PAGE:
Some Nigerian banks may have been experiencing a “full-blown financial crisis” due to a cash crunch arising from “failed fiscal and monetary policies”, according to a report.
But the Arqaam Capital report published yesterday by Bloomberg is in conflict with a Central Bank of Nigeria (CBN) statement which last month gave all the 22 commercial banks a clean bill of health.
Arqaam Capital is a specialist emerging markets investment bank bringing regional and international product offerings to the emerging markets. The company, which is based in Dubai, United Arab Emirates, provides in-depth research on more than 280 listed Middle East and Africa (MEA) companies across 26 countries and 15 sectors, including the largest global coverage of Middle East and North Africa (MENA) equities.
Its primary role is to provide financial intermediation and create investment opportunities for emerging markets investors looking to invest in their own markets and abroad as well as international investors seeking opportunities in target emerging markets.
CBN Spokesman Isaac Okorafor could not be reached for comments last night. He is away in Washington, United States for the World Bank/IMF meetings. He had last month cautioned against “rumours”.
“No bank in the industry is in distress. Therefore, the CBN would like to request the general public to ignore speculations or rumours to the contrary as they could only be the handiwork of mischief makers who do not mean well for the Nigerian banking system and its economy,” he said.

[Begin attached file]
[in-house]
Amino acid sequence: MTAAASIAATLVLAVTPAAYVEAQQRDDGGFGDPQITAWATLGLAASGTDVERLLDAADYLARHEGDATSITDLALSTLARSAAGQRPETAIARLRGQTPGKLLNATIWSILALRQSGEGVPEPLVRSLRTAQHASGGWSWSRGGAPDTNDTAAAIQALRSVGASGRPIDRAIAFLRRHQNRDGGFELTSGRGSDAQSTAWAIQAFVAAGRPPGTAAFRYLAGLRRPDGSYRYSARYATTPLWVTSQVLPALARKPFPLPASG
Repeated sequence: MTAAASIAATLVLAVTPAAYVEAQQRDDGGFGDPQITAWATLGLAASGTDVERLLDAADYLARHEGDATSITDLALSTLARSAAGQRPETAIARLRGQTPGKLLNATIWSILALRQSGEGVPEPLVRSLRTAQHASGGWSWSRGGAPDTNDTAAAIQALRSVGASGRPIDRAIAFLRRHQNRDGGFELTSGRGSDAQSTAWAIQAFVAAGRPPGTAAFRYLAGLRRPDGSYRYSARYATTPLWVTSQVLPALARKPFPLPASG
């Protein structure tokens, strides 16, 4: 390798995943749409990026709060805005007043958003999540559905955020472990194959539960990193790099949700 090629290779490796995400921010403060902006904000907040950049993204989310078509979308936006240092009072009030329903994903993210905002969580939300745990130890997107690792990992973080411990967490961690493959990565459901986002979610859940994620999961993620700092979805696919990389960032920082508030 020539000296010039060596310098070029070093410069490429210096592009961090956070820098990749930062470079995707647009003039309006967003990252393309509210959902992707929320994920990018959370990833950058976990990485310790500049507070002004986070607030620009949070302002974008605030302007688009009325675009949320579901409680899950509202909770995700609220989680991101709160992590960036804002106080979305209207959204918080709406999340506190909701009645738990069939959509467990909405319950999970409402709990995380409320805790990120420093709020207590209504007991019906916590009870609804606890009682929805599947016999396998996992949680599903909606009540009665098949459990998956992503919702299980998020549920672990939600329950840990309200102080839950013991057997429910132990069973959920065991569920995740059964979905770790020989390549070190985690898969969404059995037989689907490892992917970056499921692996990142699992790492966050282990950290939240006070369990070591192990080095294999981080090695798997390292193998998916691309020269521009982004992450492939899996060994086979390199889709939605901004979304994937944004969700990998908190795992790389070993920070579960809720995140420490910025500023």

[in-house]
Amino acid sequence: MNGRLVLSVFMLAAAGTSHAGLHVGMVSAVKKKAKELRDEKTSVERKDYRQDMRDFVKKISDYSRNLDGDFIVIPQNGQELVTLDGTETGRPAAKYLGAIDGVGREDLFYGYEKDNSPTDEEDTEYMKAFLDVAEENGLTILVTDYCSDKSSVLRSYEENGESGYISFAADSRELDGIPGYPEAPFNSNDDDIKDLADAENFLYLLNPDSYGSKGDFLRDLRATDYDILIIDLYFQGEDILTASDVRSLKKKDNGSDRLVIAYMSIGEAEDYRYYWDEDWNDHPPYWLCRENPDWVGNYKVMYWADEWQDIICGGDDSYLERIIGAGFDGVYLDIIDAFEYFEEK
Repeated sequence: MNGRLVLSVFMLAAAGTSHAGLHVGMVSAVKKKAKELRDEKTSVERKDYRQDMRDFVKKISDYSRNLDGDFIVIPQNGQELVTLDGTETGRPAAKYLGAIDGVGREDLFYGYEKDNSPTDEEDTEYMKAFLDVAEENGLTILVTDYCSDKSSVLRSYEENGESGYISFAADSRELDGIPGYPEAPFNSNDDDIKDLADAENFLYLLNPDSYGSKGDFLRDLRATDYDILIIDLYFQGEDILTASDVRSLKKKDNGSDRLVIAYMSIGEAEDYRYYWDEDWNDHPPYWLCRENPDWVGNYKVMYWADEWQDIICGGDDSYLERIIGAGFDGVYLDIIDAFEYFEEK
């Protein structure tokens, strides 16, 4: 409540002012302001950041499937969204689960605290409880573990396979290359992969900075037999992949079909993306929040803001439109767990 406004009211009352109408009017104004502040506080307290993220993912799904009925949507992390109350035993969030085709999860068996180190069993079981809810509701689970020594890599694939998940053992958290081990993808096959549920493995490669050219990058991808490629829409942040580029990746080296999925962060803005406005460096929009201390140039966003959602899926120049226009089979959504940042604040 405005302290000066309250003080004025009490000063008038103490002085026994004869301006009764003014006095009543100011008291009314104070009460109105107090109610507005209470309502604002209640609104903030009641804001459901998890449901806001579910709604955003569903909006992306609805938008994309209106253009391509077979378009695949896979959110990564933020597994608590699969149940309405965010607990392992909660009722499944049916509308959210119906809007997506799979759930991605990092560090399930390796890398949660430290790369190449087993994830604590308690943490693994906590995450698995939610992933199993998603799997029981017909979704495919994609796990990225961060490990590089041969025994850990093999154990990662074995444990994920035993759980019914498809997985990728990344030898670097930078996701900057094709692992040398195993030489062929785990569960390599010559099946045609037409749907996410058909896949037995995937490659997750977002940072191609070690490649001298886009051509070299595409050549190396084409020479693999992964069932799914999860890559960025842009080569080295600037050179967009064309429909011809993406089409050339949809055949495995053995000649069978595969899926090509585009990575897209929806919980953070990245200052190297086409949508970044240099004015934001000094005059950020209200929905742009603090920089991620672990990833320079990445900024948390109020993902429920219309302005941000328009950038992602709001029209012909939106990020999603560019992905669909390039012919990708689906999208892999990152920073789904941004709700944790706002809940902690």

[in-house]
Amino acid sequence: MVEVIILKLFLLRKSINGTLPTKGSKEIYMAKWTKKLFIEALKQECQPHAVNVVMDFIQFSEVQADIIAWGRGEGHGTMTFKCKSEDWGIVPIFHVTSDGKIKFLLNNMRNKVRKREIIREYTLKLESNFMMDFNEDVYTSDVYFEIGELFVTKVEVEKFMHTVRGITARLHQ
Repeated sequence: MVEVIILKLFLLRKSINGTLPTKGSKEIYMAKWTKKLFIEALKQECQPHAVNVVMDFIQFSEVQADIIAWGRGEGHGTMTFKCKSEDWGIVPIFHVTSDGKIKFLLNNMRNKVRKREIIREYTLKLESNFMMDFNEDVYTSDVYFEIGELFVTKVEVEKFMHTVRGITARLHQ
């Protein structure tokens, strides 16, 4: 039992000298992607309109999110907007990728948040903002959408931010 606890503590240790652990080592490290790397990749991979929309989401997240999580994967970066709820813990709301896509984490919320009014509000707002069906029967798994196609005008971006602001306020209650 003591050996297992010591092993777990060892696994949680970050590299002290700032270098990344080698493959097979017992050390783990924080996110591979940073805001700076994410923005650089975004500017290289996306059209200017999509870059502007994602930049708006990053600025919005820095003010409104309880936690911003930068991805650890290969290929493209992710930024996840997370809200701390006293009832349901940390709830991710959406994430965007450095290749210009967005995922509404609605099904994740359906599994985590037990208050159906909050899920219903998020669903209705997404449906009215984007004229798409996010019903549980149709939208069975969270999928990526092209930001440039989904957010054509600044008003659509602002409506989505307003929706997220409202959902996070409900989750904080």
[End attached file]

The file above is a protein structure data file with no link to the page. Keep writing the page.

Okorafor explained that as the regulator of the industry, the CBN reassured the banking and general public that their deposits remained safe in any Nigerian bank and that there was, therefore, no need for panic withdrawals from any bank.
He said by both the CBN’s examination reports and analysis from market watchers, International Credit Rating Agencies and Development Finance Institutions, the industry remained strong in spite of the global economic challenges emanating from the collapse of global commodity prices.
“We therefore urge the banking public to remain calm and go about their normal businesses without panic. It is important that we do not create problems when none exists,” he said.
Jaap Meijer and Tarek Sleiman, analysts at the Dubai-based investment bank and brokerage, told Bloomberg that two lenders were close to being insolvent; two would need a dilutive capital hike.
The report said capital ratios were set to worsen because of currency depreciation and soaring loans.
It added that Nigerian banks were grappling with devaluation of the naira, rising bad loans and an oil-dependent economy that’s set to record its first annual contraction in more than two decades.
“Our acid test reveals seven under-capitalised banks” with a deficit of as much as N1 trillion ($3.2 billion) in the financial system, Meijer and Sleiman said. A stress test identified one of the tier-1 banks as the most under-capitalised lender while others were showing deficits if they were to fully provide for non-performing loans, according to Arqaam.
Moody’s Investors Service said yesterday that Nigeria’s five biggest banks shared common credit challenges related to the economic slowdown. Moody’s expects non-performing loans to increase to about 12 per cent over the next 12 months. The ratio of non-performing loans to total credit rose to 11.7 per cent at the end of June from 5.3 per cent at the end of 2015. The CBN requires banks to keep the measure below five per cent.
The five largest lenders, which together hold 57 per cent of the country’s banking assets, “are able to absorb all losses under our severe stress scenario,” Moody’s said.
It listed Guaranty Trust Bank Plc as showing “the greatest resilience”. The other four largest lenders are: Zenith Bank Plc, Access Bank Plc, United Bank for Africa Plc and First Bank of Nigeria Ltd.
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